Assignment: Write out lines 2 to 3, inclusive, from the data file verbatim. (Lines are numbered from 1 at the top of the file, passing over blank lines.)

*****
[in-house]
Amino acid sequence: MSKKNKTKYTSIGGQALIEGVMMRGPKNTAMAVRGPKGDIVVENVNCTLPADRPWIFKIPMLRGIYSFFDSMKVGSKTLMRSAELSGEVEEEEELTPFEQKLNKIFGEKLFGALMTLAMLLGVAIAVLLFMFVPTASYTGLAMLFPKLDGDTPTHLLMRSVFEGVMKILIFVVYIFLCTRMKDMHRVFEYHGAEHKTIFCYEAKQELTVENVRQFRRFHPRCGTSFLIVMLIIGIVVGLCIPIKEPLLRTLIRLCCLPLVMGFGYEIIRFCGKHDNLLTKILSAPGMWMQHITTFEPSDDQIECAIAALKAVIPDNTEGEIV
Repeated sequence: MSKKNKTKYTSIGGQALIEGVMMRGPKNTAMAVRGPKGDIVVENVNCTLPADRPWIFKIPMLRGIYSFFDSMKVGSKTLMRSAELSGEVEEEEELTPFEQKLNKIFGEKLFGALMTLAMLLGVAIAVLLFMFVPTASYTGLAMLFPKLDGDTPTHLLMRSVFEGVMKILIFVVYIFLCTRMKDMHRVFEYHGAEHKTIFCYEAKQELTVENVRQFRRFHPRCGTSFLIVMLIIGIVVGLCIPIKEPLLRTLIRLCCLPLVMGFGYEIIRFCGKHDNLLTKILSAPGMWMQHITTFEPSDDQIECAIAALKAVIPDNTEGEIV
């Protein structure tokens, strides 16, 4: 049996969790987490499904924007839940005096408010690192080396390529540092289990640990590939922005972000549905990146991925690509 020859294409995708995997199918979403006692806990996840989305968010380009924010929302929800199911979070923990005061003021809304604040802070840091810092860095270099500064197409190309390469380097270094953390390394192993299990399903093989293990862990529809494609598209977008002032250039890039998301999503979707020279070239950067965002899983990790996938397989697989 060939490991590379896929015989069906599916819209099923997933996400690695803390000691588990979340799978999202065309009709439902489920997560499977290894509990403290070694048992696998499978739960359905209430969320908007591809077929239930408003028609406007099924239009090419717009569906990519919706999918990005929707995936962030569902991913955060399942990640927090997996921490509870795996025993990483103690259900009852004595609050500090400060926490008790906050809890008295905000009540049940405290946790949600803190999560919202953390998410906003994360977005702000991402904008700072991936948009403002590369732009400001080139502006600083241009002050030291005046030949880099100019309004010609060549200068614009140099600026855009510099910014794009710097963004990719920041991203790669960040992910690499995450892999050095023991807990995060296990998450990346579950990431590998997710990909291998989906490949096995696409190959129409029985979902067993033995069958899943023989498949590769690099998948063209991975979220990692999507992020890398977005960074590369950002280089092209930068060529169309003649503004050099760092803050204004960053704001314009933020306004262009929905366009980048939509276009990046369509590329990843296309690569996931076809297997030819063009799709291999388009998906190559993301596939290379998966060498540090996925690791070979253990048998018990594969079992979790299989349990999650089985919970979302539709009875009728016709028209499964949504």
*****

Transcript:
Amino acid sequence: MSKKNKTKYTSIGGQALIEGVMMRGPKNTAMAVRGPKGDIVVENVNCTLPADRPWIFKIPMLRGIYSFFDSMKVGSKTLMRSAELSGEVEEEEELTPFEQKLNKIFGEKLFGALMTLAMLLGVAIAVLLFMFVPTASYTGLAMLFPKLDGDTPTHLLMRSVFEGVMKILIFVVYIFLCTRMKDMHRVFEYHGAEHKTIFCYEAKQELTVENVRQFRRFHPRCGTSFLIVMLIIGIVVGLCIPIKEPLLRTLIRLCCLPLVMGFGYEIIRFCGKHDNLLTKILSAPGMWMQHITTFEPSDDQIECAIAALKAVIPDNTEGEIV
Repeated sequence: MSKKNKTKYTSIGGQALIEGVMMRGPKNTAMAVRGPKGDIVVENVNCTLPADRPWIFKIPMLRGIYSFFDSMKVGSKTLMRSAELSGEVEEEEELTPFEQKLNKIFGEKLFGALMTLAMLLGVAIAVLLFMFVPTASYTGLAMLFPKLDGDTPTHLLMRSVFEGVMKILIFVVYIFLCTRMKDMHRVFEYHGAEHKTIFCYEAKQELTVENVRQFRRFHPRCGTSFLIVMLIIGIVVGLCIPIKEPLLRTLIRLCCLPLVMGFGYEIIRFCGKHDNLLTKILSAPGMWMQHITTFEPSDDQIECAIAALKAVIPDNTEGEIV